One slight correction on the CF bulbs. They are no better in constant service. Three or four months is all you will get if you leave them on. No where near the five years they claim. There must be some magical use factor, perhaps two or three hours a day with only one on/off cycle, that produces the magical long life. I have never seen one last over 18 months. And I would suggest that they be purchased individually and the receipt be taped to the fixture where they are used for future refunds. In this manner you might actually see some savings.
              Paul A.
              SE Texas

              Make it fit.
              You can't win and there is a penalty for trying!


              • #8
                If that is so, it would seem as though it would be possible to create the illusion of any color warmth a person would want.

                Any opinions on that?
                Notwithstanding what Jerry said the white LEDs produce warm white the same way that a fluorescent does. White LEDs are really ultraviolet LEDs with a phosphor conversion coating that downconverts the UV to visible light. By changing the mix of phosphors the color of the light can be manipulated.
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                • #9
                  This is going to sound stupid and I know there is a reason ,,, but why cant they make an LED like a regular size bulb? even if it takes a matrix of little branches inside of a flat internal disc or something, why do we have to fiddle Fuqe with all these little bulbs and put them together? would there be an internal overheat in the center or something?


                  • #10
                    Try the luxeon star, warm white. 3300°K
                    Just got my head together
                    now my body's falling apart


                    • #11
                      but why cant they make an LED like a regular size bulb?
                      They do. This site was just linked on my laser thread by batt-man.


                      I may order some.
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                      • #12
                        A politician claimed that if compact flourescents replaced all incandescent bulbs in the US we could shut down "...80 that's: eight zero coal fired power plants..." (his words). That sounds extravagent so call it an exaggerated truth. Compact flourescents are about four times as efficient in terms of usable light output per unit of power consumed. LED's are about three times more efficient than flourescents.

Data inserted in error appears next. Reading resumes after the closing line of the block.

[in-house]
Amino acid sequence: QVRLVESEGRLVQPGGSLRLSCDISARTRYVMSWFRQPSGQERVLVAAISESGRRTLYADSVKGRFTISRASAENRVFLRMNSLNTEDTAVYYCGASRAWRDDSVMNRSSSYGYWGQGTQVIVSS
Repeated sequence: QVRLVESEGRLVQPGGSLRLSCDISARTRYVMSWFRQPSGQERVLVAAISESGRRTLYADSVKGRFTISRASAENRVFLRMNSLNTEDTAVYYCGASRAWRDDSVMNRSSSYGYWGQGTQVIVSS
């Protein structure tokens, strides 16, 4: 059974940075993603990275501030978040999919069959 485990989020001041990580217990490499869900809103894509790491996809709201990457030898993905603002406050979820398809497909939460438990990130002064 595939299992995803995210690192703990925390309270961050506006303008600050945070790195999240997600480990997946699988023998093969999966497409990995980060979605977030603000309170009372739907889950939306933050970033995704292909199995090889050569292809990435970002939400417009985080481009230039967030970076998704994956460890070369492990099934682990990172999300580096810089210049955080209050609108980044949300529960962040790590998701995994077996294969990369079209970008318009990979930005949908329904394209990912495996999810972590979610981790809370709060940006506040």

An economist who specializes in power distribution proposed that since about 30% of the power consumed in the US was used for induction motors and the majority of those were used inefficiently at part load that VFD's and other solid state motor controllers have the potential if universally used to save about 30% of the power consumed.

                        I've noted myself that large consumers of energy for process heat simply waste it to the environment. I refer to glass manufacturers, air reduction plants, peak load power generation, etc - clean industries that could be co-located in urban areas. If their waste heat could be recuperated and used for habitable space heating yet more savings could be realized.

                        We are a wasteful society. I'm quite sure if we could apply a little political will we'd discover ways to reduce our aggregate energy consumption by - well - half out present usage.

                        Evan's exploration of the use of LEd is but the tip of the iceberg.


                        • #13
                          So far the record for a production led is about 400 lumens from a 7 watt led. Fluorescent is still more efficient. Plus having to heat sink them kind limits the design.

                          Most small leds actually run at about 50ma at 3.6v voltage drop.


                          • #14
                            My current employer just spun-off a company with the aim to produce LED units to directly replace fluorescent tubes. I think the idea is to target the commercial sector which would be more likely to use fluorescent replacements than incandescent replacements.


                            I have nothing to do with this company or its products, just thought I'd mention it. As far as I can tell from the website, nothing is in production yet.


                            • #15
                              Evan, not to sound ignorant, but what exactly is a " wall-wart "
                              I'm thinking you're referring to a power adapter that cuts 120 ac down to whatever it is in tended to?
                              I have an assortment of these in all sizes in my never throw away box.
                              everything from 4.5 volt dc to 24volt dc.
                              Also, I don't know about the other 49 US states but here in California, there are alot of LED traffic lights and the number grows every year.
                              grumpy old fart